The alternative food sector has produced “ecovados” made from broad beans, plant-based beef, chickpea water eggs and California start-up Wildtype’s lab-grown salmon. Algae may beat them all. Its versatility means this aquatic slime can be turned into both food and fuel.
Most start-ups focus on microalgae rather than seaweed, aka macroalgae. Microalgae are single-cell organisms. They can be cultivated in freshwater or seawater, in both the light and the dark. The protein content of dried microalgae is higher than that of soyabean — a crop that requires more water to farm and has led to deforestation.
Microalgae is already being used in supplements and food. Triton Algae Innovations has raised $10mn for its algae-based tuna alternative. New Wave Foods has raised $20mn to create faux shrimp using algae.
The market remains small — less than $3bn as of last year. One significant downside is the grassy or fish taste. Brevel uses microalgae grown in a lab to create a protein that is neutral tasting and can be added to plant-based foods. But this requires extra processing.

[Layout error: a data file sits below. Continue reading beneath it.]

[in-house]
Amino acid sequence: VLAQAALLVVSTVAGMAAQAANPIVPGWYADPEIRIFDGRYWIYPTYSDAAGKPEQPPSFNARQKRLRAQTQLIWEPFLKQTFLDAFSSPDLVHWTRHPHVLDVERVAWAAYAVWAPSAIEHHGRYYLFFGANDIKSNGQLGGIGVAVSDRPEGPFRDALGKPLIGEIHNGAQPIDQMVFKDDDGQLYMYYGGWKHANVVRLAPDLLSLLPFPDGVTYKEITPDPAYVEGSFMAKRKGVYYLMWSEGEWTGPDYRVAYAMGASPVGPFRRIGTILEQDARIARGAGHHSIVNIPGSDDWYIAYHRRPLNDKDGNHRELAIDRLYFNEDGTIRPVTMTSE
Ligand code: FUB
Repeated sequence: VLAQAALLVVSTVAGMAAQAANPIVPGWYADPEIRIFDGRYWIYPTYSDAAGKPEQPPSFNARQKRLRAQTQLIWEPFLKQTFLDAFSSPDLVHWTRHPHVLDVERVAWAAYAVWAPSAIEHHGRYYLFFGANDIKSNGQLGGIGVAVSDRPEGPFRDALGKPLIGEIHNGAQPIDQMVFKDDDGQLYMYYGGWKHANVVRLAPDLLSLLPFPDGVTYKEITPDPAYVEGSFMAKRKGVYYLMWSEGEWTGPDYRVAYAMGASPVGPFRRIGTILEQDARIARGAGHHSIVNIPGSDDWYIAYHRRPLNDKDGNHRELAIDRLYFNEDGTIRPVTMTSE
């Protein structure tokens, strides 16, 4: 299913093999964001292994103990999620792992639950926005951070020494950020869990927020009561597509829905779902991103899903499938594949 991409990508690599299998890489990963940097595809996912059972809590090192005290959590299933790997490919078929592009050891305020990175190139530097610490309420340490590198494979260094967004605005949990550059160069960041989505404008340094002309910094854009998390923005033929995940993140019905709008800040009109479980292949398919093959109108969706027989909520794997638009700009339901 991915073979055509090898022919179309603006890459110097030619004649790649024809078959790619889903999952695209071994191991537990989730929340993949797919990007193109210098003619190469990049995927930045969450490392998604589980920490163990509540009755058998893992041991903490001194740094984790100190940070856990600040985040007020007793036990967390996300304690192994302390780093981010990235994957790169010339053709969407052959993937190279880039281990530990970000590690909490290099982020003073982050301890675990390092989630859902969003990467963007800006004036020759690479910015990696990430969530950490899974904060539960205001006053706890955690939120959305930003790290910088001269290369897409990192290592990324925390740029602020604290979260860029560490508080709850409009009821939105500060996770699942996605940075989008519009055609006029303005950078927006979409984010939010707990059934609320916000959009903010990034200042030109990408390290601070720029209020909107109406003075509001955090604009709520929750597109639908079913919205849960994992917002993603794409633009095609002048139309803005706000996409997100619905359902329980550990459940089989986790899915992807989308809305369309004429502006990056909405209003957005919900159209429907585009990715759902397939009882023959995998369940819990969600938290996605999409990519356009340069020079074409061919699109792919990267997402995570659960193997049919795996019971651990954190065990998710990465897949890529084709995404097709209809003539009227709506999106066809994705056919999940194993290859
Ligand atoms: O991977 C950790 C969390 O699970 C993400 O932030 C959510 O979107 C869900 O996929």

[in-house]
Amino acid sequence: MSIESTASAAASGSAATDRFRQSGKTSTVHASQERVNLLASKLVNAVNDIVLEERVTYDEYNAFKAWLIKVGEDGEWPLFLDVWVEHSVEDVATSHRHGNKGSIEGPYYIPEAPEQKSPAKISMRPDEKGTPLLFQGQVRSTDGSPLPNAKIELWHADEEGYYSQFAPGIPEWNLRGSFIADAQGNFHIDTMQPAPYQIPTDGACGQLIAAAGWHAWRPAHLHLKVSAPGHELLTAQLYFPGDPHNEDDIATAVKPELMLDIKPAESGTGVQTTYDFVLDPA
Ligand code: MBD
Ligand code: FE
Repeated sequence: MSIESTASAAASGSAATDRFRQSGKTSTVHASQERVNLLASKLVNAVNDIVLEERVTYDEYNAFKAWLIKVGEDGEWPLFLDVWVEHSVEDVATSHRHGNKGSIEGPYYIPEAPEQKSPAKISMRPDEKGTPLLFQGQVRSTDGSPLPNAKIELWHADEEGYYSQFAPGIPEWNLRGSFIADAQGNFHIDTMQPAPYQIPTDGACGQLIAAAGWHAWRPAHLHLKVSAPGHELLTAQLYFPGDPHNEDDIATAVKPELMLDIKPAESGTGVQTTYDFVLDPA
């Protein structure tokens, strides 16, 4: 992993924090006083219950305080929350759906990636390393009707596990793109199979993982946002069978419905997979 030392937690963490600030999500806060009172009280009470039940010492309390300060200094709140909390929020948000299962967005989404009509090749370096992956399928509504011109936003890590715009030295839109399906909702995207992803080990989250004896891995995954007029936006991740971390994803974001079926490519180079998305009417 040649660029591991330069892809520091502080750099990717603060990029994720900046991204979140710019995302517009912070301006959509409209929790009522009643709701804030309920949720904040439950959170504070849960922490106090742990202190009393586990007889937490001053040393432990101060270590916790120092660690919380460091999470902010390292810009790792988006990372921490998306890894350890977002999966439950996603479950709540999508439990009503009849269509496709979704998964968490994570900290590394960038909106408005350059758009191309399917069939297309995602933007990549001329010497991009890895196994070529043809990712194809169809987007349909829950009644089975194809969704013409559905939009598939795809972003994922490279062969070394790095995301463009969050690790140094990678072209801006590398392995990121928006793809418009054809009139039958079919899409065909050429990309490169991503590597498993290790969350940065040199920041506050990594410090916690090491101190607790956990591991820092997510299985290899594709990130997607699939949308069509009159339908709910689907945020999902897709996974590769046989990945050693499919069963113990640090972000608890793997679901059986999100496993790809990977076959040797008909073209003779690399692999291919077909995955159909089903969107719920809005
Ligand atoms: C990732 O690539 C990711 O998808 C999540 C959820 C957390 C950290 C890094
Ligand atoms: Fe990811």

If that sounds unappetising, algae can also be used to create materials. US start-up Primary Ocean creates farmed seaweed in refineries that can be converted into bioplastics and fertiliser. Aurora Algae produces algae-based products for pharmaceutical and fuel markets.
California’s Global Algae won an early-stage prize from Elon Musk’s carbon removal competition this year with its plan to cultivate algae and restore rainforests by capturing carbon dioxide. Pittsburgh start-up AlgenAir uses algae for air filtration systems that reduce carbon dioxide. It has a ventilation system at Pittsburgh international airport. But algae’s possible use as a biomass fuel depends on mass production. In Japan, companies including Honda are part of a team working on microalgae fuel development.
One option could be to use the algae that already exists. Rising temperatures have led to a record algae bloom in San Francisco Bay, for example. Algix harvests algae blooms that take over freshwater systems and have been linked to pollution and climate change. It dries out the algae collected and uses it to create a Bloom Foam polymer. Brands such as Clarks and Adidas are already using the material, proving the versatility of this micro-organism.
If you are a subscriber and would like to receive alerts when Lex articles are published, just click the button “Add to myFT”, which appears at the top of this page above the headline.